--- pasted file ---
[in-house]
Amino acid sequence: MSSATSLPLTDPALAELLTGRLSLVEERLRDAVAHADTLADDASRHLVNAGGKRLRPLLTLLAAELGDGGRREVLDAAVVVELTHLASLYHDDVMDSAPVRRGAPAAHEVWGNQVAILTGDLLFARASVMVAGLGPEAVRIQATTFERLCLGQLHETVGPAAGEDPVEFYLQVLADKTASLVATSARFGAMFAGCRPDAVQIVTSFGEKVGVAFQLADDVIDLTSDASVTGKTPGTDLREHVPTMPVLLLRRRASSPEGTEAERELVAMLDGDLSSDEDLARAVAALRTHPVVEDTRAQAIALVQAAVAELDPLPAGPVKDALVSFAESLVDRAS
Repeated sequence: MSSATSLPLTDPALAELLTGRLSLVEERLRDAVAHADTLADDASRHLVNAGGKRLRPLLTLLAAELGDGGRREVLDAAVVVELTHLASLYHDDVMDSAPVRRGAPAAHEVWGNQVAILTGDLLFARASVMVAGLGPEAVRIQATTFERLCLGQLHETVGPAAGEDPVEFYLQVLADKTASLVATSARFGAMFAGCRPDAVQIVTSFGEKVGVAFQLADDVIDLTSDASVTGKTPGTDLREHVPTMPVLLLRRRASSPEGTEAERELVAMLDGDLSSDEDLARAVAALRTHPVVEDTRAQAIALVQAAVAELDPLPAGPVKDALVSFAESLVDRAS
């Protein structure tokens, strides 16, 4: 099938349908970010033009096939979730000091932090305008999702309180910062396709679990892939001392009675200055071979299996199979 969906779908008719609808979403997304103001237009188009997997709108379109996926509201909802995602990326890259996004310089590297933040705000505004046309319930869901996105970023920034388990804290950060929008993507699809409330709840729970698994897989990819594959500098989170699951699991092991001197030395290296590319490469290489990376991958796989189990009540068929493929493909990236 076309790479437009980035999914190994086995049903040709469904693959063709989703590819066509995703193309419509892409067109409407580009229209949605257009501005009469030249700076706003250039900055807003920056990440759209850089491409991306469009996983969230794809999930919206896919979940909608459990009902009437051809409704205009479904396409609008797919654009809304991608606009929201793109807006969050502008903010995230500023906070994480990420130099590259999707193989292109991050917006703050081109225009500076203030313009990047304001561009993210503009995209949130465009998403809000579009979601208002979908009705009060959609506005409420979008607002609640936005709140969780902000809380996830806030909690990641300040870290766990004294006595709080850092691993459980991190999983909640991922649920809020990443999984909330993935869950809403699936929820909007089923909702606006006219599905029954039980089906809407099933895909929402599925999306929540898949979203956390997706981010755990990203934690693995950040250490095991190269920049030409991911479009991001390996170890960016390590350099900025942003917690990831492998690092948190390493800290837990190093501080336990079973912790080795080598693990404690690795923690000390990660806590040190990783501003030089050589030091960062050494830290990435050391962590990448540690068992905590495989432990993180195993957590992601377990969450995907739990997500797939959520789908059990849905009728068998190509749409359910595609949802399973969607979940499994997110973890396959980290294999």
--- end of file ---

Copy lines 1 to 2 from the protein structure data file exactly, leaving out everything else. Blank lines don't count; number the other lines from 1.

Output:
[in-house]
Amino acid sequence: MSSATSLPLTDPALAELLTGRLSLVEERLRDAVAHADTLADDASRHLVNAGGKRLRPLLTLLAAELGDGGRREVLDAAVVVELTHLASLYHDDVMDSAPVRRGAPAAHEVWGNQVAILTGDLLFARASVMVAGLGPEAVRIQATTFERLCLGQLHETVGPAAGEDPVEFYLQVLADKTASLVATSARFGAMFAGCRPDAVQIVTSFGEKVGVAFQLADDVIDLTSDASVTGKTPGTDLREHVPTMPVLLLRRRASSPEGTEAERELVAMLDGDLSSDEDLARAVAALRTHPVVEDTRAQAIALVQAAVAELDPLPAGPVKDALVSFAESLVDRAS